Read about our


The pub began as a Shibin in 1870 and was established as a bar in the village of Ballyfinnane in 1940. The Irish name for Ballyfinnane is Beal ÁthaFionnáin. The crossroads of Ballyfinnane was known as the old pound road being the half way point between Tralee and Killarney.


The interior dates back as far as 1940 with treasures lined on the shelves and walls showing old antiques and pictures.


When you enter the bar the feeling of unspoilt, untouched old interior beauty is uncovered with the virtual paradise of old world values. This ambiance has been preserved to present day and allows you to truly capture a sense of hidden Ireland. This old pub is a buzzing haunt for locals and tourists visiting the area.

Many years ago, tug of war tournaments, cross road dancing and horse-shoe throwing were held on the crossroads annually. Attributes to this old tradition can be seen with the old rope which was used in the tug of war hanging above the bar with old boots and gloves tied on.


In the 19th century, James Gordon Bennet, a millionaire proprietor of the New York Herald, organised a series of International Motor Races in an effort to boost sales of his popular newspaper Bennet. As a result The Gordon Bennet Cup motor race was formed. Following the Gordon Bennet Trophy races in Ireland, a series of other motorsporting events were organised by enthusiasts throughout the country.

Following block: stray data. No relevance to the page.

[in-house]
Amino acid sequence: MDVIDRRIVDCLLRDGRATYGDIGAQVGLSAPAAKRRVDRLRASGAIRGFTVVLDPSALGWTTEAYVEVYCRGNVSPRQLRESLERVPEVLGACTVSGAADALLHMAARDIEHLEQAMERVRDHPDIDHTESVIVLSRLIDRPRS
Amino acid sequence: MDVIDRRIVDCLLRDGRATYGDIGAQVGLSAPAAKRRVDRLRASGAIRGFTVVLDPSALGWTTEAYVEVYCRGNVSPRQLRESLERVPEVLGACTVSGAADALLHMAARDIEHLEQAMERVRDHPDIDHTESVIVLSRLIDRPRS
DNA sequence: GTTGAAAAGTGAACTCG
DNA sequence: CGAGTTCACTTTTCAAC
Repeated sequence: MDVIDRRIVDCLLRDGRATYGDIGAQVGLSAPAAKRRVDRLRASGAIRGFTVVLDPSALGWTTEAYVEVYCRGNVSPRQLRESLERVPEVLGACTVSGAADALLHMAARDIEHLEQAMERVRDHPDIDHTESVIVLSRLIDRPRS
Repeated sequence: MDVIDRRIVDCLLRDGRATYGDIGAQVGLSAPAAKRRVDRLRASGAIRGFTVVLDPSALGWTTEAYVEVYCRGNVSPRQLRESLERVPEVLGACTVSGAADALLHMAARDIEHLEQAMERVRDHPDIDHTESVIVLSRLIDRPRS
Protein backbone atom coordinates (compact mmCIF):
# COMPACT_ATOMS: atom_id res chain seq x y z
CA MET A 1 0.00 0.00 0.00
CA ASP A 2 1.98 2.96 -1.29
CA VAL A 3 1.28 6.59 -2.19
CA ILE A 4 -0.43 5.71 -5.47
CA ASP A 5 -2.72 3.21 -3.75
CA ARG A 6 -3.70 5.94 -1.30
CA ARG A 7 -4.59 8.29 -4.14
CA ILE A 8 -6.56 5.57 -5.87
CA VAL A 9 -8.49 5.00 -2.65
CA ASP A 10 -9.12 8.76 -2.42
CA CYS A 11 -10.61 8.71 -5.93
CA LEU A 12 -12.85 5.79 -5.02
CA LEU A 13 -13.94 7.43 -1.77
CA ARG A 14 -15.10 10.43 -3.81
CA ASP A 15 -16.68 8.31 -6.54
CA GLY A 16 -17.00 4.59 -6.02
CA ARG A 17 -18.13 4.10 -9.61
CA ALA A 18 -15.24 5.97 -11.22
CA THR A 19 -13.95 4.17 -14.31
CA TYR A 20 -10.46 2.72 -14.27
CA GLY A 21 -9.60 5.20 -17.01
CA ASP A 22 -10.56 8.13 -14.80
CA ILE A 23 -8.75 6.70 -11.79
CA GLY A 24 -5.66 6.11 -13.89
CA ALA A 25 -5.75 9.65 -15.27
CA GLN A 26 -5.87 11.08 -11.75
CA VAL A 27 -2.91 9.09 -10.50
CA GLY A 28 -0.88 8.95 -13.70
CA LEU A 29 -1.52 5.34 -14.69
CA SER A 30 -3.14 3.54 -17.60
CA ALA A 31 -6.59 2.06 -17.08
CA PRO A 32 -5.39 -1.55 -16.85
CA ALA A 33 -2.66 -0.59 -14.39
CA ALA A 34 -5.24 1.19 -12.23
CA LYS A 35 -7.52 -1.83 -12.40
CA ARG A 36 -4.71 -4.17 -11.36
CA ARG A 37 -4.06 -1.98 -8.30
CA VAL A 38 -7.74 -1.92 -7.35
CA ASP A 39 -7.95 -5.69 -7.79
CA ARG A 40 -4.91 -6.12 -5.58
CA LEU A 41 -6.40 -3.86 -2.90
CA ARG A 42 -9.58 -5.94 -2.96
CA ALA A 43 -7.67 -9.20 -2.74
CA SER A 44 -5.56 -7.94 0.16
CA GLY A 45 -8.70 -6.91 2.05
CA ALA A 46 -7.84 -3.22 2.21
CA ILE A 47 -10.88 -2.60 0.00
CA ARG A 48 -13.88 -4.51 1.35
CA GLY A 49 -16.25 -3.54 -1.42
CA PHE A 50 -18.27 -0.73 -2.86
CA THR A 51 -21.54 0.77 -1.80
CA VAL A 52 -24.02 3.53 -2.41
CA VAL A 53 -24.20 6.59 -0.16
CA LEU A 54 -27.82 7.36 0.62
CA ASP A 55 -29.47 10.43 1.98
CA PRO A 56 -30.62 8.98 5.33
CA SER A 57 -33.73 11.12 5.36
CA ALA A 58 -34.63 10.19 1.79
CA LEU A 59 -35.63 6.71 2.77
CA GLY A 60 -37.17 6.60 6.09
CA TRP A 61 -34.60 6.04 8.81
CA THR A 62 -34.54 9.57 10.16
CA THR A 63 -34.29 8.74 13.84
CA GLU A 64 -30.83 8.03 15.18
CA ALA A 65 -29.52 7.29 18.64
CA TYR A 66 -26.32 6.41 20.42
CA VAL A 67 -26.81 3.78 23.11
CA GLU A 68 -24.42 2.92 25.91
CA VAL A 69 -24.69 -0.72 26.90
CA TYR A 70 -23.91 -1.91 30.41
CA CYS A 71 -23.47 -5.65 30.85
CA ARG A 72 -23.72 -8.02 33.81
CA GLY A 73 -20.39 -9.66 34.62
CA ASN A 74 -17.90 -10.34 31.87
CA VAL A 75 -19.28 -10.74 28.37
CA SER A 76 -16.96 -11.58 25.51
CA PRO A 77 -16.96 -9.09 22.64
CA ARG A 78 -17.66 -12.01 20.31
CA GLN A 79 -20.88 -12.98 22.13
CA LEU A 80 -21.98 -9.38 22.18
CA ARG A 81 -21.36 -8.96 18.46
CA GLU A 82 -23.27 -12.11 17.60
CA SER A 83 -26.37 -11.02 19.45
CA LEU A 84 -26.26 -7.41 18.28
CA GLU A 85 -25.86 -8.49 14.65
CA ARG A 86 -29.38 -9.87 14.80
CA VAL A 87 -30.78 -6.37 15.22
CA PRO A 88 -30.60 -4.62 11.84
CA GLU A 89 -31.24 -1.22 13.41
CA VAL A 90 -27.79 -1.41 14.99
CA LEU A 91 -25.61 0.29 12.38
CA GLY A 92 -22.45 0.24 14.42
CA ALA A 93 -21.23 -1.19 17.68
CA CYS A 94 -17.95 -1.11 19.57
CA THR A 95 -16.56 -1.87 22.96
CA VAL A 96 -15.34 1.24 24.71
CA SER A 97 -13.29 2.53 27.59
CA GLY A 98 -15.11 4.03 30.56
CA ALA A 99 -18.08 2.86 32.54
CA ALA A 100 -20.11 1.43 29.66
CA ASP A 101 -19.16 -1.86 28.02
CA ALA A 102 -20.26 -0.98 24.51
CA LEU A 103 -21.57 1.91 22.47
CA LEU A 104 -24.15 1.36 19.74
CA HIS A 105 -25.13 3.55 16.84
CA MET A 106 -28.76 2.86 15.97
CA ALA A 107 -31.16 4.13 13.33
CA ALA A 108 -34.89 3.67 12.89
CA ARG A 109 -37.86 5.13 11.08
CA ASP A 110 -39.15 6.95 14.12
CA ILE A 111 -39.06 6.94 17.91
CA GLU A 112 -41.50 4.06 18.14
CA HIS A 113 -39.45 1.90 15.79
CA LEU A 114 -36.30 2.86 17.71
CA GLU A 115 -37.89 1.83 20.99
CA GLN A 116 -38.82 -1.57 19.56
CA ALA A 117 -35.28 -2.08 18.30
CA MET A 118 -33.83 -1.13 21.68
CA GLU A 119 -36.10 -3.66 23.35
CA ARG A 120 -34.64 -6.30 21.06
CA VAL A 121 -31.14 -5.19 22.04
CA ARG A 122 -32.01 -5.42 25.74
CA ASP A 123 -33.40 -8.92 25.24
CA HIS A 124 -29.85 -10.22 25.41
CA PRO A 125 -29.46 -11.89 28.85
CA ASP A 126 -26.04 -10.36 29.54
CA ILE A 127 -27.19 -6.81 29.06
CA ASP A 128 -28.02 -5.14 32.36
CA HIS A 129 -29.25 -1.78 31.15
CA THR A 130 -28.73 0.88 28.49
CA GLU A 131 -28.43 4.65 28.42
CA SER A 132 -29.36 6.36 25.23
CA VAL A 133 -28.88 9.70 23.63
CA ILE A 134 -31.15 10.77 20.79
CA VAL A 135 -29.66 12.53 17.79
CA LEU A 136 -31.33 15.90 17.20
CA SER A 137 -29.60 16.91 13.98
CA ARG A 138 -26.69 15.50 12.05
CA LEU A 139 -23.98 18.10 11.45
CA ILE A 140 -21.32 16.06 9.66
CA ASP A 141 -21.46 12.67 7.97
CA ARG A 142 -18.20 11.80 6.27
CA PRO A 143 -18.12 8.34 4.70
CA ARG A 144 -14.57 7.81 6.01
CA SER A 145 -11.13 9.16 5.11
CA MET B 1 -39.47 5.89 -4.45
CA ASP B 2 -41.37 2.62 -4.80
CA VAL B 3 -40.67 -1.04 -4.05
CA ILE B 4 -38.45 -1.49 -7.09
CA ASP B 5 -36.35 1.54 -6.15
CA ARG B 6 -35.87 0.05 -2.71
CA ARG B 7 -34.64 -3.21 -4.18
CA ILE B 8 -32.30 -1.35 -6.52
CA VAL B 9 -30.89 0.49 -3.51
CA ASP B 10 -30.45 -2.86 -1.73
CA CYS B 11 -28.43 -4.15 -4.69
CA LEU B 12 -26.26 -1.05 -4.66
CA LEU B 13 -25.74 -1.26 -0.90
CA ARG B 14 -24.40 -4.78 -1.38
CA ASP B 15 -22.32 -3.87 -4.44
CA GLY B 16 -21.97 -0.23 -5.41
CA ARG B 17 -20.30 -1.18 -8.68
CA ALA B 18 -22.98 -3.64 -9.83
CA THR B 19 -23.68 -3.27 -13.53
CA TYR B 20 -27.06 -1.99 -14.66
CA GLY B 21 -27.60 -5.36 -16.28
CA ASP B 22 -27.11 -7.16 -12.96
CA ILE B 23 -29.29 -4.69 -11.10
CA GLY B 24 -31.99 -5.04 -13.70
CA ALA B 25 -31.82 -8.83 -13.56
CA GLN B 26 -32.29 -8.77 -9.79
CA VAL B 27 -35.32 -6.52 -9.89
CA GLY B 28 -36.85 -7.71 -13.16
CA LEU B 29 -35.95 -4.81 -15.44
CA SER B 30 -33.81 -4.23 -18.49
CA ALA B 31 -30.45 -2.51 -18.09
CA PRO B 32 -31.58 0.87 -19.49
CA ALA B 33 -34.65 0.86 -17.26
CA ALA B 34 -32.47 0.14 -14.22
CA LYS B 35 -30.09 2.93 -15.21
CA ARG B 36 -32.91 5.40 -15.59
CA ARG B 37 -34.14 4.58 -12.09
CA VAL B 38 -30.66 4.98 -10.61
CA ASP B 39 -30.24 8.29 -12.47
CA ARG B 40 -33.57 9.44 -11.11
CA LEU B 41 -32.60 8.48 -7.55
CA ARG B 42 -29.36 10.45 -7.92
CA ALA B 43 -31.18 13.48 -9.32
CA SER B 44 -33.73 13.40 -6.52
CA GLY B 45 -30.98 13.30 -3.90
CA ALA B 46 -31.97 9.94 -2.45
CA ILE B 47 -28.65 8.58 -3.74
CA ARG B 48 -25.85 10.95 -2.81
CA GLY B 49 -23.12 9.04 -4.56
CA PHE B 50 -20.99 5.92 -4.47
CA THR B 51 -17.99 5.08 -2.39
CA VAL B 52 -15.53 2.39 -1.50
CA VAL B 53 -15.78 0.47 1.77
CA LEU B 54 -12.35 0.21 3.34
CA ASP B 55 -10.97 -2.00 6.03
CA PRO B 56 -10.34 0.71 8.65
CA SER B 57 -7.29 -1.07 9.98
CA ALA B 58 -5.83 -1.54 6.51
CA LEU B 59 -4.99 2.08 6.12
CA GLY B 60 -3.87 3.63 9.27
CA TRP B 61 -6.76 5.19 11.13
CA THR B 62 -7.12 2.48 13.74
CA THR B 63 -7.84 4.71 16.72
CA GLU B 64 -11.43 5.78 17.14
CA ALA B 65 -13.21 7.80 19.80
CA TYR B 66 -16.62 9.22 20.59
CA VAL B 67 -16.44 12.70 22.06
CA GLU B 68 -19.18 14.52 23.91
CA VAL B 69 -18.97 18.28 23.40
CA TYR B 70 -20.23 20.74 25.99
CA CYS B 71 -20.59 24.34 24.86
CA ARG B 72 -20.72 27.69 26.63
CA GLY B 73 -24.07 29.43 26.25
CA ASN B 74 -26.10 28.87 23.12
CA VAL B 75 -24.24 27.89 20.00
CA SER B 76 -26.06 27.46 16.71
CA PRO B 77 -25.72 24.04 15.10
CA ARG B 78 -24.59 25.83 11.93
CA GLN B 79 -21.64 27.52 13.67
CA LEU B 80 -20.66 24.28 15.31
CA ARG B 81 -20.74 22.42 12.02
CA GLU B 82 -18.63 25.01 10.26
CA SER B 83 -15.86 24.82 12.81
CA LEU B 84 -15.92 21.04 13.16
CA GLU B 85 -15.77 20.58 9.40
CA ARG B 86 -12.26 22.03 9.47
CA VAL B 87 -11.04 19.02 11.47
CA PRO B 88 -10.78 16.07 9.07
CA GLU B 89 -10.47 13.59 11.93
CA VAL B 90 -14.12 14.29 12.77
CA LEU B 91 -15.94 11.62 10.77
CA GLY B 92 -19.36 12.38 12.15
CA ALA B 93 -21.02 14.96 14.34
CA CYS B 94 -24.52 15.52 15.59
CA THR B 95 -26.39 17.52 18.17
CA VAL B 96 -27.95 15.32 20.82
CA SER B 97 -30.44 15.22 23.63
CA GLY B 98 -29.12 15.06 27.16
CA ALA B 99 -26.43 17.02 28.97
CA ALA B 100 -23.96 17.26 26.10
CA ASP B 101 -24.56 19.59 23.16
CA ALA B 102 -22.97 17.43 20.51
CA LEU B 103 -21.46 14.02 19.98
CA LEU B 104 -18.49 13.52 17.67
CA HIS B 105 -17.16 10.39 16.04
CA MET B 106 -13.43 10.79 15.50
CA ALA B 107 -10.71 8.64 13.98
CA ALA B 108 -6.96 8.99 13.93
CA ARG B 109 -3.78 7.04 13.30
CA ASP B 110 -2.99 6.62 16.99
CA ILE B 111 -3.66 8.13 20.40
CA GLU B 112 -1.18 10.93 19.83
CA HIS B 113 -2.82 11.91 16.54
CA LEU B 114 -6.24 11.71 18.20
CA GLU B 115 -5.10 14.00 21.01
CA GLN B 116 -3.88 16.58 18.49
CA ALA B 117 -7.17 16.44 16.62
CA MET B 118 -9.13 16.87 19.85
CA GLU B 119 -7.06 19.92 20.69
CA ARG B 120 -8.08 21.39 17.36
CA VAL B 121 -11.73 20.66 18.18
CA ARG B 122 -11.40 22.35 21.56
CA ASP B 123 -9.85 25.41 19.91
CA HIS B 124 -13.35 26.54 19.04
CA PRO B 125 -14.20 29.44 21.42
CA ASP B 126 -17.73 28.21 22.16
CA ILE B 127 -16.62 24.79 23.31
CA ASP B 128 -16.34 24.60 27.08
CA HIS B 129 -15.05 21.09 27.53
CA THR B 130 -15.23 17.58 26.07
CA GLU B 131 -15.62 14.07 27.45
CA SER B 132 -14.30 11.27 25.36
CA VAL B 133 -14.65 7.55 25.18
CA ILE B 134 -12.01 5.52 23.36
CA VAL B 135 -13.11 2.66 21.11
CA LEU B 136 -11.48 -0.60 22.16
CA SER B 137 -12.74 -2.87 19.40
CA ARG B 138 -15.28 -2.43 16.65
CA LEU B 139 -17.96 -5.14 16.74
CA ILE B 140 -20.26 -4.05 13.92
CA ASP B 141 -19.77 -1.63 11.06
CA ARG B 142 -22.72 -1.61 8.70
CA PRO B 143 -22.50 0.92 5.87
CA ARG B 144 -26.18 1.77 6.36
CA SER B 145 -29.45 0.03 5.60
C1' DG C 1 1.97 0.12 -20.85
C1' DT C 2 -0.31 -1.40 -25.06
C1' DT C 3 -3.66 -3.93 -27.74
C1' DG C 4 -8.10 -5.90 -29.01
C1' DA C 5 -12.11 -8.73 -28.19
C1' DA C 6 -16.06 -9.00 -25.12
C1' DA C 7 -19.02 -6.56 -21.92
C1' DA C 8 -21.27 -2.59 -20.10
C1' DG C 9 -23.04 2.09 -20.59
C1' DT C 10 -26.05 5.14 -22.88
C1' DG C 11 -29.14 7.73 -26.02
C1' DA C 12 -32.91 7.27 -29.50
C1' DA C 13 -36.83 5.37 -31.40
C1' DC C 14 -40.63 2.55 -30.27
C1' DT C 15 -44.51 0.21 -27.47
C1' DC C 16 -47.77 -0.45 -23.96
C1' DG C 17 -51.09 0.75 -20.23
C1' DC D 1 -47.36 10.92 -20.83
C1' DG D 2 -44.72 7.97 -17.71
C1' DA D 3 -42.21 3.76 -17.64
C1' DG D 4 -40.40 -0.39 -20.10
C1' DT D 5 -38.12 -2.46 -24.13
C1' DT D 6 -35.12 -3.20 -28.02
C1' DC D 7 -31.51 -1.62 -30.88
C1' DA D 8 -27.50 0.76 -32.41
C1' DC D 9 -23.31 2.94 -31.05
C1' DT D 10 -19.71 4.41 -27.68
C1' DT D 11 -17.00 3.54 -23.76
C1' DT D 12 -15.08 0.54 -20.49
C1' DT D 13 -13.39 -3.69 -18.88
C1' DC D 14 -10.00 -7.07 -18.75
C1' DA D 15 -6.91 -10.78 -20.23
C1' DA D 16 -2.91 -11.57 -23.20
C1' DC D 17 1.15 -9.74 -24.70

The Ballyfinnane Hill Climb race took place on 15th July 1903 and was the very first motorsport event in the county of Kerry.

In 1903 the Hon Charles Rolls, driving an 80hp Mors, won the Ballyfinnane hill-climb in County Kerry, taking home a silver cup and was watched by over 1000 people.


Over ninety years later a retired Police Chief did some research and was able to locate the 1200-yard venue for this event held in Ballyfinnane, and described it as a “steep narrow road almost unchanged since it was used for the 1903 climb”. The starting line for the race took place at the crossroads of Ballyfinnane where the pub is situated.


It is said that the cup presented to C S Rolls may still exist. The original event marked the end of the Irish Automobile Fortnight. A Humber having broken down, Rolls contested the final with Sir A Macdonald’s Daimler, the Mors winning with a climb in 1min 1.8sec.


In 1993, the Kerry Vintage and Veteran Car Club held a hill climb in Ballyfinnane to mark the very important historic race that took place in 1903. A commemoration plaque was also erected in 1993 at the top of the hill climb in Ballyfinnane,in honour of the very important milestone in the Irish Motor Sport Industry.